Yellow Sorrel

Common name: Yellow sorrel

Scientific name: Oxalis pes-caprae

Brief description: A small perennial plant that forms large carpets of clones that originate from annual bulbs. The common name “yellow clover” is given by the shape of the leaves, similar to that of the clover, and by the flashy yellow flower that appears between January and March. The flowers are formed by 5 petals joined to form a broad cup, lemon-yellow in colour. In late spring the plants dry up, however the underground bulbs remain alive, which will then give life to a new colony the following year.

Biology and ecology: Reproduction through seeds is a very complicated process that requires cross-pollination between three forms of the same species, of which only one is very common in Europe; for this reason reproduction in our country occurs only via vegetative means. Bulbs can be dispersed mechanically when the soil is moved by animals digging for roots, tubers or insects, by people working the land or washouts of the soil after heavy rain.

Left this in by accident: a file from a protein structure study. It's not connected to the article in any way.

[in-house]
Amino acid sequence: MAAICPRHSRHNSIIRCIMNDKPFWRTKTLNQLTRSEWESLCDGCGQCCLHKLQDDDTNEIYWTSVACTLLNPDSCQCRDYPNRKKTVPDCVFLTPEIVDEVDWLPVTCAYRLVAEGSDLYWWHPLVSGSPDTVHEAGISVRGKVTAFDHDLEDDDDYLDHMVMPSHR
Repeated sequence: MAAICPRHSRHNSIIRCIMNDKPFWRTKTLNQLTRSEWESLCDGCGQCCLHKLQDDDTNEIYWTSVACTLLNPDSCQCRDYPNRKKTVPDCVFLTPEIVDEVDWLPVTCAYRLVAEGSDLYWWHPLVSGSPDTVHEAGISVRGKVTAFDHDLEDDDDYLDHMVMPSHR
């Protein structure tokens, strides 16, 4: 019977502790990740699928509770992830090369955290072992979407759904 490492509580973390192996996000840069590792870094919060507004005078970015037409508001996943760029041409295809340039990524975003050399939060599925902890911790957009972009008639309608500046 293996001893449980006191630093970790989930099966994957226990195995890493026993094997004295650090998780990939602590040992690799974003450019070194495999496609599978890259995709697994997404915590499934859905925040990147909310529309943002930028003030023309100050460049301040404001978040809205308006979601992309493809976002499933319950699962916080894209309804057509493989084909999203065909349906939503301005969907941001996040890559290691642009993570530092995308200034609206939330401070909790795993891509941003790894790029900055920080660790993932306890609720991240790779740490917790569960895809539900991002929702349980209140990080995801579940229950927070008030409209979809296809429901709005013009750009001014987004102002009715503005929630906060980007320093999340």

Distribution in the Tuscan Archipelago and introduction: Oxalis pes-caprae is a species originating from South Africa, introduced in the early 800s in various parts of the Mediterranean. In the Tuscan Archipelago it is present in all of the 7 main islands.

Impact: It is one of the most harmful alien species for agriculture in Mediterranean environments (but also in many other parts of the world), as it invades olive groves, orchards and vegetable gardens.

Management in protected area: with the “Resto con Life” project, eradication of this species is planned for the Island of Montecristo, where some nuclei are confined near Cala Maestra.

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